Wanting to cut the number of landlords starting out in the property market, the government has cut back on buy-to-let tax relief in recent years, making it harder to earn an attractive income. Back in 2015, the Chancellor announced a 3% increase in stamp duty on additional properties and scaled back the tax relief on buy-to-let mortgages. The changes were phased in from 2017 and the new rules will be fully in place from April 2020.

 

What changes from April 2020?

Under the previous rules, expenditure on mortgage and loan interest and similar costs (including arrangement fees) were allowed as an expense in calculating an overall rental profit, with tax payable on the net profit, or with the net loss being carried forward against future rental profits.

 

From April 2020, if you pay income tax from residential letting income, interest is no longer deducted from profit before calculating the tax. Instead, tax is calculated without reference to interest costs incurred, and then 20% of the interest costs are deducted from the resulting liability. Therefore, tax relief is effectively limited to basic rate relief, irrespective of an individual’s marginal tax rate.

 

What can you do to mitigate the impact?

Seek professional advice as soon as you can and investigate these options:

 

  1. De-leverage your property portfolio: The changes will have a larger impact on portfolios with a higher proportion of interest to rental income. You would benefit from reducing borrowings to line up your taxable income with the economic business profit including interest costs. This is achievable using existing savings or from a lump sum from a pension fund or inheritance.

 

You could also sell a property to release equity to pay down mortgages but seek advice on the potential Capital Gains Tax payable on property disposals (consider the number of disposals per tax year to maximise CGT annual exemption). This might be a good time to transfer some ownership to a spouse.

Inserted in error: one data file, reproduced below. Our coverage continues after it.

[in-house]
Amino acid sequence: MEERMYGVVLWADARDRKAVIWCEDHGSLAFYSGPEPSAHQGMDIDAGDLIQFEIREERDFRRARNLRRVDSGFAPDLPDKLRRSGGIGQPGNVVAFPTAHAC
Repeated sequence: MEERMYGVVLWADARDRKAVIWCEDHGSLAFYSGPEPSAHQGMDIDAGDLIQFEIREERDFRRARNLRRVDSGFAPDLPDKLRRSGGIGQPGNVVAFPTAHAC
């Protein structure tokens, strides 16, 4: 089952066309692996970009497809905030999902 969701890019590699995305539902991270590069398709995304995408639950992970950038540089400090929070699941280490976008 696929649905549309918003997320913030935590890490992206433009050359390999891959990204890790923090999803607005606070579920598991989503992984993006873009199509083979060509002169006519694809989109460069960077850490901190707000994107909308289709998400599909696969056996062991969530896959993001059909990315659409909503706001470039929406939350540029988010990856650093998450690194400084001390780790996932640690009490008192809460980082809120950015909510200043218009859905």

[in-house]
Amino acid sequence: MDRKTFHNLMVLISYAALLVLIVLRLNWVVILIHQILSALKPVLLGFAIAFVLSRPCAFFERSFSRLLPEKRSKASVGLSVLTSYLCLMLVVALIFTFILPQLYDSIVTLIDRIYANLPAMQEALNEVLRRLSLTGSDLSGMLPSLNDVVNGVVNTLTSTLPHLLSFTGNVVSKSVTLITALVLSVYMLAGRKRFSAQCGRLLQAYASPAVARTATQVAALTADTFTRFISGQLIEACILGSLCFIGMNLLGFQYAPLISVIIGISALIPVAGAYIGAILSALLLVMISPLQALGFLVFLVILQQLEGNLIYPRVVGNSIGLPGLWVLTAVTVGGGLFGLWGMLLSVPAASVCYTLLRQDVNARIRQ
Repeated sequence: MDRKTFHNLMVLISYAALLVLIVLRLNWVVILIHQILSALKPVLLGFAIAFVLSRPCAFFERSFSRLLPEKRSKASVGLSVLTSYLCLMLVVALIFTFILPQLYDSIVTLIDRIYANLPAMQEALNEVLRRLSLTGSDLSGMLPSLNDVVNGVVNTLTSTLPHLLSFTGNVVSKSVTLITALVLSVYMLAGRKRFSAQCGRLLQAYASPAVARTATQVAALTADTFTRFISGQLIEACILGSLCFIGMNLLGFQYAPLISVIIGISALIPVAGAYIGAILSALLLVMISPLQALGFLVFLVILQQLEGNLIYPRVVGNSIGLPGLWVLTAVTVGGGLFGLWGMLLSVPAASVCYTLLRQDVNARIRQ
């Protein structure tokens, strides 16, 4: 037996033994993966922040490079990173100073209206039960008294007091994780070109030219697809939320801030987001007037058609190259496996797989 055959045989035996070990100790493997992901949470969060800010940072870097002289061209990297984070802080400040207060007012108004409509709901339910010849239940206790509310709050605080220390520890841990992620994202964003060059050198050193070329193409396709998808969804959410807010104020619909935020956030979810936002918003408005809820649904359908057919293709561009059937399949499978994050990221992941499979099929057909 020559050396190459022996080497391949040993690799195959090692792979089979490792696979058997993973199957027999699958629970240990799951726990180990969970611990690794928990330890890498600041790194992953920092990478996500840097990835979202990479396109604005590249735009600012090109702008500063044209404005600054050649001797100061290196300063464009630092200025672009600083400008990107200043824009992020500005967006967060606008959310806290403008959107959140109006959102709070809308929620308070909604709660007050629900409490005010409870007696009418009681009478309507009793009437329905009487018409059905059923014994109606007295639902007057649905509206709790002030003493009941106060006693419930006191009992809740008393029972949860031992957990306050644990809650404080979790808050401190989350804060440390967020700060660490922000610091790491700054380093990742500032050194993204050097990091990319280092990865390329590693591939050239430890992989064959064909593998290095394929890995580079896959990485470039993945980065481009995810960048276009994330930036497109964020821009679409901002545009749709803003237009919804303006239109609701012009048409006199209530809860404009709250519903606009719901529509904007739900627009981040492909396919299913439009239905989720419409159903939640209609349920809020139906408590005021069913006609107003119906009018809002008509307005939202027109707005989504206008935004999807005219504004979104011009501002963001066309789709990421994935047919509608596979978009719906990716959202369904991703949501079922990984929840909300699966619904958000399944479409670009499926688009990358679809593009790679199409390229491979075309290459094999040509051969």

1. Invest via a limited company: You can avoid the rules completely if you hold your portfolio via a limited company. But beware of the pitfalls, eg. The company pays corporation tax on the gain of future property sales and you will need to either pay income tax or CGT to extract the proceeds personally unless you reinvest in a new property or alternative investment.

 

It may be possible to avoid CGT and/or stamp duty costs in moving properties which are currently in personal ownership within large portfolios which are run as a business. Any undrawn profits are charged only to corporation tax and not higher rates of income tax.

 

  1. Switch borrowing to commercial property or furnished holiday lets: As the rules apply only to residential lettings, you could secure borrowings against commercial property or qualifying furnished holiday lets that you own or may consider investing in, reducing or removing the significant impact.

 

There are advantages and disadvantages to all these options. We strongly suggest that you shouldn’t make any decisions until you’ve discussed your choices with a professional such as the team at CRM. If you’d like further clarification on the tax relief changes, get in touch with CRM on 01865 379272 as soon as possible.

Sage Accountant Partner Logoiris kashflowFreeagent